0545 GMT February 21, 2019
Colombian President Juan Manuel Santos, who last week tightened border controls with Venezuela, said on Tuesday that his country needed, “financial and other aid from the international community,” presstv.com reported.
“We are fully prepared to receive them (the forms of assistance). We need them because unfortunately this problem gets worse day by day,” he said at an event in the capital, Bogota.
According to Colombia’s migration authority, the number of Venezuelans living in Colombia increased by 62 percent to more than 550,000 in the second half of 2017.
Bogota says it costs five dollars per day to give each Venezuelan refugee food and accommodation. In total, Colombia estimates that it would need 30 million dollars to build an assistance center to give the refugees a temporary place to stay before deciding a next move.
More than a million Venezuelans have registered for the special refugee card that allows them to cross the border by day to buy food and other products. Santos said he would reduce the number of these cards.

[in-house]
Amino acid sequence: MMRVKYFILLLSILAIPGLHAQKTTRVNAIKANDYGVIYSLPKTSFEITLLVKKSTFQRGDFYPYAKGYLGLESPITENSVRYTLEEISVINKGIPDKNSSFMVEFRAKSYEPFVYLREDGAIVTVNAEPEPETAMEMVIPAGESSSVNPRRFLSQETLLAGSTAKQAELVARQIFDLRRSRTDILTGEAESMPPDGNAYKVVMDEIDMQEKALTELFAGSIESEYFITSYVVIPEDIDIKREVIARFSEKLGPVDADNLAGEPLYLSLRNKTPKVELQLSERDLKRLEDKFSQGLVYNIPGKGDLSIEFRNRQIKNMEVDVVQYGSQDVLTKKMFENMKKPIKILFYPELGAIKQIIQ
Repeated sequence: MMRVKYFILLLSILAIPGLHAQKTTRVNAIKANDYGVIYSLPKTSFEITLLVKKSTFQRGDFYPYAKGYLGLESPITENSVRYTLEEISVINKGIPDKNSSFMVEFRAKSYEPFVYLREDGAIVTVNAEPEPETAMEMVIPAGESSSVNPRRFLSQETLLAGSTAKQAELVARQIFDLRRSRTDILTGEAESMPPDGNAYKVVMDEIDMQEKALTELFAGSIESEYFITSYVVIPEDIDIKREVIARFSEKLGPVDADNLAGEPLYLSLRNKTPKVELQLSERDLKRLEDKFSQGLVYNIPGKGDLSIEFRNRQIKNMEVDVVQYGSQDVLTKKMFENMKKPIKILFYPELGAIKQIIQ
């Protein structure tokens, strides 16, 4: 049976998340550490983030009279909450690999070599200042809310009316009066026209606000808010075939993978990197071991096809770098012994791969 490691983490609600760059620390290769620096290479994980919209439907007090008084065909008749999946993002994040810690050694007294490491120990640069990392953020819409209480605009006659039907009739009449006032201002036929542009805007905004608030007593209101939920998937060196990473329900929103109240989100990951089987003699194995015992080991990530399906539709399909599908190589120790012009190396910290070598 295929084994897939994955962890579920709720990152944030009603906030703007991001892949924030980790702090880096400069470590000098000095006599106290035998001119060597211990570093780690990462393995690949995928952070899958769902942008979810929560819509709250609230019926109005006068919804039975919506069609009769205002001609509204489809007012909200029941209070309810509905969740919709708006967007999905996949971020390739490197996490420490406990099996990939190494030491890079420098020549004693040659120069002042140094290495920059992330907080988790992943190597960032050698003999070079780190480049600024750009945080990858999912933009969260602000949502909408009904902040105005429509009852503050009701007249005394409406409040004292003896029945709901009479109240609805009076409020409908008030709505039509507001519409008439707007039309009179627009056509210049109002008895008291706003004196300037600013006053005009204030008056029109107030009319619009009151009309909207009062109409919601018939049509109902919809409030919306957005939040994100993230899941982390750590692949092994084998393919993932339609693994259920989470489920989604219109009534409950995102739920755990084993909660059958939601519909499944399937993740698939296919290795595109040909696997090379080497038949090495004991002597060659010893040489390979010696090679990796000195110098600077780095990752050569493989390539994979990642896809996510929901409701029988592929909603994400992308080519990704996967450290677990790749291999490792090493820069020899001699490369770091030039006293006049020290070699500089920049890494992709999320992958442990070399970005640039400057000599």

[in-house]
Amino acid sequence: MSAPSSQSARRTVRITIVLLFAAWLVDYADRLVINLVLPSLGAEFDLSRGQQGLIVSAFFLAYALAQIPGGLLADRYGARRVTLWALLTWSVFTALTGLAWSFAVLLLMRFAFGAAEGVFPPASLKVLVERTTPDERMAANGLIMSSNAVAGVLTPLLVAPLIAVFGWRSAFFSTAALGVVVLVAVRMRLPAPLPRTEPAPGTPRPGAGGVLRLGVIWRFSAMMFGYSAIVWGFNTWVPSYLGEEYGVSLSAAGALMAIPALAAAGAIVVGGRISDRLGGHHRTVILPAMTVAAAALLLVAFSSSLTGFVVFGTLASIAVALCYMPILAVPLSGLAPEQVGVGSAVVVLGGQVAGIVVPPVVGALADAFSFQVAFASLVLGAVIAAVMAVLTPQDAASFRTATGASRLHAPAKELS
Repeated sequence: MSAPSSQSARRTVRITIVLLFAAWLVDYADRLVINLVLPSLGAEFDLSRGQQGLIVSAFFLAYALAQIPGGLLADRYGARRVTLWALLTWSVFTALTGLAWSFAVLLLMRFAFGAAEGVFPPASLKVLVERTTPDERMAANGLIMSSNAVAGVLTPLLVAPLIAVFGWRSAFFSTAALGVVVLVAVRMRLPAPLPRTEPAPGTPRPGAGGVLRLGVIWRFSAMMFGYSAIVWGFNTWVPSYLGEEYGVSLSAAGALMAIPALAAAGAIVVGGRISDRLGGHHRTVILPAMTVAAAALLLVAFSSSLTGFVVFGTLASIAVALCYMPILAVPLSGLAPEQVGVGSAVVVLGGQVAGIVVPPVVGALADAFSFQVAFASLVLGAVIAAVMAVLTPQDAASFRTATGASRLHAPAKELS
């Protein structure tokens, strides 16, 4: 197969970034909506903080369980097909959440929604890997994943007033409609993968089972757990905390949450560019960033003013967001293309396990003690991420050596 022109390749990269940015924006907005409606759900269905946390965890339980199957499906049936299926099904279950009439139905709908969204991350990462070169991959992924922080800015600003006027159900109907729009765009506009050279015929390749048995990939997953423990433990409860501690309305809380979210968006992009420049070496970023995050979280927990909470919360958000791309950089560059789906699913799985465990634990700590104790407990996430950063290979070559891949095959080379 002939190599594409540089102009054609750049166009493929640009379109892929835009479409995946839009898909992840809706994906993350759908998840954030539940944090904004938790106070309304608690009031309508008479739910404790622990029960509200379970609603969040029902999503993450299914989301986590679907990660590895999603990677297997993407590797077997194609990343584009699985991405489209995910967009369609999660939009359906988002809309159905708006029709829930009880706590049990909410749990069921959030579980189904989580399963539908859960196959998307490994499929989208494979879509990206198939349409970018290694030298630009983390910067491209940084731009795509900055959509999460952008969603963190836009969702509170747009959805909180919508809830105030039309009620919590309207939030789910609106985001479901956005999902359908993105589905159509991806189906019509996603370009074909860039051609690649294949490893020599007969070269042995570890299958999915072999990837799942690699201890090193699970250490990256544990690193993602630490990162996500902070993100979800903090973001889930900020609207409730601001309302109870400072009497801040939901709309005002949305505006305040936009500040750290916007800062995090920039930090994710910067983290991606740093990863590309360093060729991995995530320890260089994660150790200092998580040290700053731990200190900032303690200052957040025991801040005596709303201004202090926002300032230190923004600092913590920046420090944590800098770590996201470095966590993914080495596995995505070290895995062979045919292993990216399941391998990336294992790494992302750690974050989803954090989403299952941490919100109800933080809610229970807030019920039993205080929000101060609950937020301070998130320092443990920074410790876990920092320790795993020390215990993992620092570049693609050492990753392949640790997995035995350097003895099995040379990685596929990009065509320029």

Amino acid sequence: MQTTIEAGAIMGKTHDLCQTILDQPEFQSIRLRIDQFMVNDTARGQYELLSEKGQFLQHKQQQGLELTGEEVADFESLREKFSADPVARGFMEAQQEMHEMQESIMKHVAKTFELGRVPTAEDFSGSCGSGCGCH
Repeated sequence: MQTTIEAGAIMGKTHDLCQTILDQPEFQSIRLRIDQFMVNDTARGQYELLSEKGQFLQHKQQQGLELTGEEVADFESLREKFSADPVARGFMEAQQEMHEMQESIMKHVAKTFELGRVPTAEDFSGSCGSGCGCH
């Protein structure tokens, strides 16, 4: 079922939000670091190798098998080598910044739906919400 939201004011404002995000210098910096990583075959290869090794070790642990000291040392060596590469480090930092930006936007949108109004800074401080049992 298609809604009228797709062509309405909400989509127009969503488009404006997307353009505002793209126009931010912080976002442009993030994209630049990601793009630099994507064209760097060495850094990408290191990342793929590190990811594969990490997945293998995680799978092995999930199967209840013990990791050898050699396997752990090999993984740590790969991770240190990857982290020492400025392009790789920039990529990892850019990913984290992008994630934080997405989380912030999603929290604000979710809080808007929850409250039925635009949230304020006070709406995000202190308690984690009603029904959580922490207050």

Colombian soldiers are seen at the border with Venezuela in Cucuta, on February 13, 2018. (REUTERS)
In an effort to establish order at the long border with Venezuela, Santos said last week that he would impose stricter migratory controls and deploy 3,000 new security personnel along the frontier, including 2,120 more soldiers.
Following the announcement, Venezuela accused Bogota of plotting a military attack on the country. Venezuela’s state prosecutor Tarek Saab said on Monday that Colombia was plotting to send its military forces across the border.
However, the head of Colombia’s military, General Alberto Jose Mejia, denied the allegation on Wednesday, saying there was a ‘zero chance’ Colombian troops would cross into Venezuela. He also called the Venezuelan accusation ridiculous.
Oil-rich Venezuela, once one of the wealthiest nations in the region, has now been plagued by a growing economic crisis that includes hyperinflation, and food and medicine shortages.
The government of President Nicolas Maduro says the economic sanctions imposed on Venezuela by the United States are to blame for the acute economic crisis. The opposition says Maduro has spectacularly mismanaged the economy.